BY BONNIE PFISTER
Sherry Hazuda ‘98 knows all about the difficulties of juggling work, family, and education. She earned her college degree while working full-time and raising four children as a single mom.
Always active with youth-oriented volunteer work in her neighborhood of Beechview, Hazuda ratcheted up her commitment by joining the board of the Pittsburgh Public Schools in 2007.
In December Hazuda was elected president. In that role, she must help to set the agenda for a 26,000-student district grappling with dwindling enrollment, curriculum changes, and budget constraints. Compassionate and well-reasoned school board leadership is important, she says, but little can touch the role of parental involvement in helping a child succeed in school and in life.
“We’re competing with so much, technology-wise, and so many parents work outside the home,” Hazuda says. “It’s hard to make time to sit down and read with your kid, to make sure they’re doing their homework, that they’re getting up and getting to school on time. Or even enforcing bedtimes — how much can a tired child learn?
“It’s hard. I get it. It’s really hard. But when we become parents, we have to accept the responsibility that our role in life is now to help our kids learn and grow. Sometimes you think you’re too tired to argue. But you have to do it anyway.”
That is something Hazuda experienced in her own life. After high school she took a few community college classes, but put it aside in order to be a stay-at-home parent. Her four children were still small when her marriage broke up in the early 1980s. With her steno skills and a friend’s recommendation, Hazuda found a job at the phone company.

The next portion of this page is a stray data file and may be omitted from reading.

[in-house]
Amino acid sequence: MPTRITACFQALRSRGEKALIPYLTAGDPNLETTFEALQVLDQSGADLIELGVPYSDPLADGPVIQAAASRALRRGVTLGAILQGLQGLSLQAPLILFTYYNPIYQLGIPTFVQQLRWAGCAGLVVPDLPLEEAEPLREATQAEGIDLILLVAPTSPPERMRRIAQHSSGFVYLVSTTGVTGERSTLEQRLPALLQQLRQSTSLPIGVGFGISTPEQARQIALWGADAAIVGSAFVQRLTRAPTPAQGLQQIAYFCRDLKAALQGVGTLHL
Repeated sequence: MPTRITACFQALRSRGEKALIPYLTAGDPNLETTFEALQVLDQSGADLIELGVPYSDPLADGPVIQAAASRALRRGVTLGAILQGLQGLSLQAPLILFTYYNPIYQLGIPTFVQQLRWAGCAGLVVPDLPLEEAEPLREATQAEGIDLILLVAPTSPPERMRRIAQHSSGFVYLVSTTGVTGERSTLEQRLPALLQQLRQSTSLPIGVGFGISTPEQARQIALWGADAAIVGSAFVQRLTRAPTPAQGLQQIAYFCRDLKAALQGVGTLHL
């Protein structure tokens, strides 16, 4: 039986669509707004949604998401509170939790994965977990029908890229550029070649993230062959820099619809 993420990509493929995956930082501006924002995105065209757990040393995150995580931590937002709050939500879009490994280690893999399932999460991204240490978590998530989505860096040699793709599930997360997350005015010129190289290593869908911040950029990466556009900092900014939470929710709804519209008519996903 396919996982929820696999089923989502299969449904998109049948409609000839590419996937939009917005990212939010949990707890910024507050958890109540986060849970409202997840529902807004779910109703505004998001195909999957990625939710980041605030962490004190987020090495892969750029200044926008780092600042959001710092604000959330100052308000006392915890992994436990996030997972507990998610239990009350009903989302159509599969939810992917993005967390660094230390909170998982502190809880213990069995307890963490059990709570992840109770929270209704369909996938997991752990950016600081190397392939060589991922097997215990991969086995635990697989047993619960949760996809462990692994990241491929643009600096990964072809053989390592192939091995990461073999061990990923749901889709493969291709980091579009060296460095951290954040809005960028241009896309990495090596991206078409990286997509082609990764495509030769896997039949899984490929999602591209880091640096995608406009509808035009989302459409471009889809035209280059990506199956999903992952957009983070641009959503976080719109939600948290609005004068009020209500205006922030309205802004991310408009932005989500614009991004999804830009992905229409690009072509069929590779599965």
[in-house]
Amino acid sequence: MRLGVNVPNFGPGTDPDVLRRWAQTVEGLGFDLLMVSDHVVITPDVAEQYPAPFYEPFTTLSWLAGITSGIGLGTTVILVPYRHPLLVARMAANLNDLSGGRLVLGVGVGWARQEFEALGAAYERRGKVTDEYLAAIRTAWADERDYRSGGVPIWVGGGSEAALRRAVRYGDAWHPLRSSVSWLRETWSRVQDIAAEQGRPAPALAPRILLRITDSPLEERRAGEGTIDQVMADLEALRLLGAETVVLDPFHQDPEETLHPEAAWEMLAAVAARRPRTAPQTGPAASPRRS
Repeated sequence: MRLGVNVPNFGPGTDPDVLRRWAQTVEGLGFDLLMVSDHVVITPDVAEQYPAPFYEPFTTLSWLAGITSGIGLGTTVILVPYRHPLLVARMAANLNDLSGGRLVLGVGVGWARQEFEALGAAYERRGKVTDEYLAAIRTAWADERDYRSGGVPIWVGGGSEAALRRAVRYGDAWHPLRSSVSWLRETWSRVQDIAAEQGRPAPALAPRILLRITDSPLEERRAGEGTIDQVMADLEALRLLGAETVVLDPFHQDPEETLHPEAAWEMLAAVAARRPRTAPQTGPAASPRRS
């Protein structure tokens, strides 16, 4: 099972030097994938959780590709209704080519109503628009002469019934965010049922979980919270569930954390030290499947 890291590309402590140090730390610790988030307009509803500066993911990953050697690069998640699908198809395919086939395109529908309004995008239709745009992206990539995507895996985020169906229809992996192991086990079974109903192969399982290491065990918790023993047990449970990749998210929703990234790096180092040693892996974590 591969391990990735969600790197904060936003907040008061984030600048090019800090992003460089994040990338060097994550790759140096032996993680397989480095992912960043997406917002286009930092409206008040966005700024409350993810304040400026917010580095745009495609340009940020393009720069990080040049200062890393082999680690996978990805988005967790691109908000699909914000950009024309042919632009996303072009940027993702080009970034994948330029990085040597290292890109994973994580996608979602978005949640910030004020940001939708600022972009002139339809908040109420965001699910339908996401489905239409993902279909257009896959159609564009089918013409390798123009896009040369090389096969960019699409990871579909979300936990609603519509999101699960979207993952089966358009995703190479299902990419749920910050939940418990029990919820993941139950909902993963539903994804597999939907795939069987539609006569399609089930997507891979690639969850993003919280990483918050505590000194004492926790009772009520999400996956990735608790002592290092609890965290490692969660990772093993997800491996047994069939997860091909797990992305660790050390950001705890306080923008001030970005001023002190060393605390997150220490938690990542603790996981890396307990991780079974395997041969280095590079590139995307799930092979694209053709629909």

After a few years, she began looking for a college program that would allow her to go to school on weekends. She opted for RMU, earning a bachelor of science degree in business administration. “Because most of us were older students, we really came prepared,” she says. “We did our homework and we wanted to learn. The size of the class was small enough that it allowed you to develop a support base. And boy, do you need it.”
In those years, most free time was spent studying, often sideby- side with her four children. “We sat at the dining room table together with our books,” she recalls. “There were many nights when we’d all be doing our homework together.” Though there was little time for relaxation, Hazuda relied on a wide circle of friends — from classes, PTA, and other community volunteer groups — to help achieve a work-life balance. Debby Lesniak, a fellow volunteer with Hazuda at the Beechview Athletic Association, said her friend would often call and offer to help with yard work so that the two could have some time to chat. “She’d help me weed; she helped me build a wall,” Lesniak says. “Sherry really is a testimony to the way that women support each other.”
Hazuda worked for 18 years at the phone company, then took a buyout and moved on to an administrative job at the University of Pittsburgh Medical Center, where she works from 6 a.m. to 2:30 p.m. to accommodate her school board schedule. She remains active with Beechview’s Holy Trinity Lutheran Church, and serves as lay worship leader for the Southwestern Pennsylvania Synod of the Evangelical Lutheran Church of America. Hazuda enjoys being in the classroom so much that she began pursuing a master’s degree in divinity at Pittsburgh Theological Seminary a few years ago; she studied for two years before the demands on her time made it too difficult to continue.
The school board involves 15 or more hours of meetings and preparatory reading each week, but also a raft of invitations to school plays, sporting events and concerts. “I try to go to as many things as I can,” Hazuda says. “I like talking to people. It a way to learn about the concerns that are out there that I wouldn’t have a way to know about otherwise.”